EMC: This Is Not The End!

“Now this is not the end. It is not even the beginning of the end.

But it is, perhaps, the end of the beginning.” Winston Churchill

Next week the world’s largest storage vendor will hold the last EMC World Conference as a separate entity. It remains to be seen if the company, which will shortly be joined with , will flourish under its new owners (i.e. 83% of mergers have been unsuccessful in producing any business benefit as regards shareholder value), but succeed or fail, the mega-, now valued at $60 billion, $7 billion less than it originally was worth, will shake up the IT industry, and the conference will presumably provide more information about how the pending deal, which is expected to close no later than October, is progressing.

The top two enterprise vendors — IBM (worst revenue in 14 years) and HP (split into enterprise and commodity businesses) — have been struggling to redefine themselves through a strategy of addition through substraction, dumping technologies and business units. Dell has chosen to expand its portfolio, and while it too is shedding assets, it will reinforce its position as the only soup-to-nuts IT vendor once the closes.

With both the U.S. Federal Trade Commission and the European Union regulators reportedly on board, the two biggest remaining hurdles are the financing and EMC shareholder approval. Shareholders are expected to approve the sale in June, and financing — $50 billion of the $60 billion purchase price — is expected to be finalized shortly afterwards.

While still a work in progress, details about the proposed management setup post-merger have been released. In an internal memo from EMC Chairman, President & CEO Joe Tucci, it was announced that:

Jeremy Burton, who is now president of products and marketing for EMC, will be chief marketing officer;

-Jeff Clarke, currently vice chairman of operations and president of Dell, will retain those titles;

-Howard Elias and Rory Read will share the chief integration officer duties;

-David Goulden, CEO of the EMC Information Infrastructure group, will be president of merged company’s enterprise systems group, responsible for servers, storage, networking, and converged infrastructure;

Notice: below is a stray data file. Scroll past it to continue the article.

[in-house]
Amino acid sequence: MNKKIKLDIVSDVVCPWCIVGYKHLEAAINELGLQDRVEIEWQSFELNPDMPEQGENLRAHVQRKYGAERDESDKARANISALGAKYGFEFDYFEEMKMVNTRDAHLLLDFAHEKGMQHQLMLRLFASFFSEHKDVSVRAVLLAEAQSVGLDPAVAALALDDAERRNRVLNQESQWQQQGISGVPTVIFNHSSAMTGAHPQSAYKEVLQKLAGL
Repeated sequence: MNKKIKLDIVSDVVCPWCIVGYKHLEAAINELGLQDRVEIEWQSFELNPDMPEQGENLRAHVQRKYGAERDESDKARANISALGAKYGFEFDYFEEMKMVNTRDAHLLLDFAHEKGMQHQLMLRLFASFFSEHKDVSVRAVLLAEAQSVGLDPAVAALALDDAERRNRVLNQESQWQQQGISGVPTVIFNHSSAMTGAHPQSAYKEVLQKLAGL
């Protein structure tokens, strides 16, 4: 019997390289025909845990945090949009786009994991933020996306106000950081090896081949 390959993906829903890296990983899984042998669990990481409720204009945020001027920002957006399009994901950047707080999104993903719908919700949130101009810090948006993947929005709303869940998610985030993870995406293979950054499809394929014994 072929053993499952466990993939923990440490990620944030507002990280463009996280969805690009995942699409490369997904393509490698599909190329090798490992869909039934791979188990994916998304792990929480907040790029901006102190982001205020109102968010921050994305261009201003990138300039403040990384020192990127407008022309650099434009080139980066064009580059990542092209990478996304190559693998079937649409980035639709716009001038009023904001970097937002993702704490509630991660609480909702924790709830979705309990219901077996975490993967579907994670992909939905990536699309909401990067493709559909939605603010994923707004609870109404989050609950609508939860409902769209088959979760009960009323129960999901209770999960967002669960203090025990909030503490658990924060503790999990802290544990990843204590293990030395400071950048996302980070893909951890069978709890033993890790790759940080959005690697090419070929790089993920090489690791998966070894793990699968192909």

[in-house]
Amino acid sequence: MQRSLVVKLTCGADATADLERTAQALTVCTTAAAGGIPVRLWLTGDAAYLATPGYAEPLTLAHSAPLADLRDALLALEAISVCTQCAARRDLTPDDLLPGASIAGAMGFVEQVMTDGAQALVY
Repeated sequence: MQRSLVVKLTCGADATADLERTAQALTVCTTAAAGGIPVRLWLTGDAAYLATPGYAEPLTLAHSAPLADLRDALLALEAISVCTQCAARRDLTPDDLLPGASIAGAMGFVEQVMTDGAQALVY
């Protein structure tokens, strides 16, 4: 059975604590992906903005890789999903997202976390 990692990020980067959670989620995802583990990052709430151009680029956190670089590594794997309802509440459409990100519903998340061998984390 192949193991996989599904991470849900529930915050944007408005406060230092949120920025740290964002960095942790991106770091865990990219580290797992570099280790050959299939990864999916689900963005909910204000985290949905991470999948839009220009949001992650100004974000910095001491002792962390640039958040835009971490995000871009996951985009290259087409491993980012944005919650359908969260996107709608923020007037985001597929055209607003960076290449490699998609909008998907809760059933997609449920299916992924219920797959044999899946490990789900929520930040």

-Rodney Rogers, CEO of the Virtustream cloud unit, will report to Goulden, as will Amit Yoran, president of RSA, and Rohit Ghai, president of the Enterprise Content Division;

-John Swainson, president of Dell Software; Tom Sweet, Dell’s chief financial officer; and Suresh Vaswani president of Dell Services, all will continue in their current roles; and,

-Michael Dell, who will be the merged company’s CEO, will appoint an executive committee comprising the presidents of all the aforementioned business units, along with VMware executive Pat Gelsinger; Pivotal chief executive officer Rob Mee; Virtustream chief executive Rodney Rogers, and SecureWorks president Mike Cote. EMC owns a majority stake in VMware and both EMC and VMware own stakes in Pivotal.

More recently, it was announced that Elias, president and chief operating officer for EMC’s Global Enterprise Services, will be president of the global services and IT unit of the merged company after the deal is complete.

“The combination of EMC and Dell creates a powerhouse in the IT industry with approximately $80 billion in revenues,” said Tucci at last week’s Q1 2016 earnings call (consolidated revenue of $5.5 billion). “Our Value Creation and Integration Office led by Howard Elias from EMC and Rory Reid from Dell has developed detailed integration plans to assure we hit the ground running when the merger closes.”

‘This deal is a game changer, and Dell has put itself in a central role,’ according to an IDC report issued shortly after the deal was announced. The research company believes EMC helps in two strategic areas:

-first, it expands Dell’s technology portfolio in private and public cloud, data management, and security; and,

-second, it provides Dell with greatly expanded selling capabilities in critically important global enterprises — many of which are also facing critical decisions regarding their own digital transformation.

However, it cautions that Dell must pay particular attention to this asset as it is one that is especially susceptible to disruption in major acquisitions.

A recent survey of customers not currently buying from either Dell or EMC turned up some surprising results, according to Steve Duplessie, Founder and Senior Analyst, Enterprise Strategy Group. Half of these organizations expect to work with them over this timeframe, while only 9% completely dismissed the notion of working with a combined Dell-EMC.